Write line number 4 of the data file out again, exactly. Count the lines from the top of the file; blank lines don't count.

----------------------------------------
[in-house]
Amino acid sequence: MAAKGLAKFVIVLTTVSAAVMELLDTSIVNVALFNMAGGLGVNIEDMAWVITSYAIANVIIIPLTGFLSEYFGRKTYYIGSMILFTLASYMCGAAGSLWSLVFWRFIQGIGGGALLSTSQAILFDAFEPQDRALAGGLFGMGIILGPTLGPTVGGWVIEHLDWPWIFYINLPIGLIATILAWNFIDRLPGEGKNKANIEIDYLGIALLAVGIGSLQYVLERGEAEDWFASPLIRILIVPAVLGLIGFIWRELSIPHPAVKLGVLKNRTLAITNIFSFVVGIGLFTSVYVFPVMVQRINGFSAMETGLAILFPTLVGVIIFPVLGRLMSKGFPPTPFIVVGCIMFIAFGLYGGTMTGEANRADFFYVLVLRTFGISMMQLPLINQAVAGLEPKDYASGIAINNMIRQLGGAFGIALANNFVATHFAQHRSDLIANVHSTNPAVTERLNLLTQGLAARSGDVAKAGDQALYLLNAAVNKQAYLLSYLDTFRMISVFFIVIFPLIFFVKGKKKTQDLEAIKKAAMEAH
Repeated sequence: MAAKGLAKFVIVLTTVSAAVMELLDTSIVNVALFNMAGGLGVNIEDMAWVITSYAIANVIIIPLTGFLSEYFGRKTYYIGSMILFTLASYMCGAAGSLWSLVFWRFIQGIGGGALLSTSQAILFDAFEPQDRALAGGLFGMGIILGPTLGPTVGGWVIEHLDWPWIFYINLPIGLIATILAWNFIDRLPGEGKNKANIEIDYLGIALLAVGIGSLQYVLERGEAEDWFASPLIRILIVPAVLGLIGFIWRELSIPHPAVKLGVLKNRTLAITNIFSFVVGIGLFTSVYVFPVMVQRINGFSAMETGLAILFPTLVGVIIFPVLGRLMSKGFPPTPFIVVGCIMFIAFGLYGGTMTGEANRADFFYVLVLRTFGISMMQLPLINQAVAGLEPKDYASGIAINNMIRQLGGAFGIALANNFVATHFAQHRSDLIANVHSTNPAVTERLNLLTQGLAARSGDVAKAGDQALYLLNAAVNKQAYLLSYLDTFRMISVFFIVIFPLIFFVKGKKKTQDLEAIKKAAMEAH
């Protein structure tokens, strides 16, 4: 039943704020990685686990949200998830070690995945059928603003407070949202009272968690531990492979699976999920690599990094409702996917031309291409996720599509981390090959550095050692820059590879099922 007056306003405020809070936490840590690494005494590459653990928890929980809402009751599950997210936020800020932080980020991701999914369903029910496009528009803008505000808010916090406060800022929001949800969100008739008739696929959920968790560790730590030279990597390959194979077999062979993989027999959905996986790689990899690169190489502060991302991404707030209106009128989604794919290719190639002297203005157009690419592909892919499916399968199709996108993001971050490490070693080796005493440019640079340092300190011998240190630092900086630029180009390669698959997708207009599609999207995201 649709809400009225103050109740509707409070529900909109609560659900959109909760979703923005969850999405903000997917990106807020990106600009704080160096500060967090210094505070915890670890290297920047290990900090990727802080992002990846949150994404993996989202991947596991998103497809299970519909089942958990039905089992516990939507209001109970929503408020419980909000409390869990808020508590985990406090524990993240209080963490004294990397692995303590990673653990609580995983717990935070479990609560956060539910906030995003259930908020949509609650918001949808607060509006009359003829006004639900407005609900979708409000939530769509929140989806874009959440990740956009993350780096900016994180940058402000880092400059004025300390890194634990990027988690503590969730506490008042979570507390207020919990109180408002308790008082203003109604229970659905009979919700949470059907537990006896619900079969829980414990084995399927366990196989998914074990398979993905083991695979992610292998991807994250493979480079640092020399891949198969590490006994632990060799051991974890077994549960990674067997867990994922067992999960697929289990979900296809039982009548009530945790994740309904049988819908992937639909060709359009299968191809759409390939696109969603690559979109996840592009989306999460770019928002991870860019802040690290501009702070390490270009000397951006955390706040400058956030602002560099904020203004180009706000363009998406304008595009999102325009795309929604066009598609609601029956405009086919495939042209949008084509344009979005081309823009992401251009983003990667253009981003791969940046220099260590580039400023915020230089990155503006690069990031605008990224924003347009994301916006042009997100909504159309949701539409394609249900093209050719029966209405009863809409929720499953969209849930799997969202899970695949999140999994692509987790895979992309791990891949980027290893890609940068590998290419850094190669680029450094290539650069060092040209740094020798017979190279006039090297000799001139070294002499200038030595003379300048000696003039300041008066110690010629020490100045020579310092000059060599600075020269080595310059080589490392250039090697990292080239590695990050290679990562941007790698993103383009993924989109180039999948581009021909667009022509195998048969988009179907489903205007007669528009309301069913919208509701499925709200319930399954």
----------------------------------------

């Protein structure tokens, strides 16, 4: 039943704020990685686990949200998830070690995945059928603003407070949202009272968690531990492979699976999920690599990094409702996917031309291409996720599509981390090959550095050692820059590879099922 007056306003405020809070936490840590690494005494590459653990928890929980809402009751599950997210936020800020932080980020991701999914369903029910496009528009803008505000808010916090406060800022929001949800969100008739008739696929959920968790560790730590030279990597390959194979077999062979993989027999959905996986790689990899690169190489502060991302991404707030209106009128989604794919290719190639002297203005157009690419592909892919499916399968199709996108993001971050490490070693080796005493440019640079340092300190011998240190630092900086630029180009390669698959997708207009599609999207995201 649709809400009225103050109740509707409070529900909109609560659900959109909760979703923005969850999405903000997917990106807020990106600009704080160096500060967090210094505070915890670890290297920047290990900090990727802080992002990846949150994404993996989202991947596991998103497809299970519909089942958990039905089992516990939507209001109970929503408020419980909000409390869990808020508590985990406090524990993240209080963490004294990397692995303590990673653990609580995983717990935070479990609560956060539910906030995003259930908020949509609650918001949808607060509006009359003829006004639900407005609900979708409000939530769509929140989806874009959440990740956009993350780096900016994180940058402000880092400059004025300390890194634990990027988690503590969730506490008042979570507390207020919990109180408002308790008082203003109604229970659905009979919700949470059907537990006896619900079969829980414990084995399927366990196989998914074990398979993905083991695979992610292998991807994250493979480079640092020399891949198969590490006994632990060799051991974890077994549960990674067997867990994922067992999960697929289990979900296809039982009548009530945790994740309904049988819908992937639909060709359009299968191809759409390939696109969603690559979109996840592009989306999460770019928002991870860019802040690290501009702070390490270009000397951006955390706040400058956030602002560099904020203004180009706000363009998406304008595009999102325009795309929604066009598609609601029956405009086919495939042209949008084509344009979005081309823009992401251009983003990667253009981003791969940046220099260590580039400023915020230089990155503006690069990031605008990224924003347009994301916006042009997100909504159309949701539409394609249900093209050719029966209405009863809409929720499953969209849930799997969202899970695949999140999994692509987790895979992309791990891949980027290893890609940068590998290419850094190669680029450094290539650069060092040209740094020798017979190279006039090297000799001139070294002499200038030595003379300048000696003039300041008066110690010629020490100045020579310092000059060599600075020269080595310059080589490392250039090697990292080239590695990050290679990562941007790698993103383009993924989109180039999948581009021909667009022509195998048969988009179907489903205007007669528009309301069913919208509701499925709200319930399954």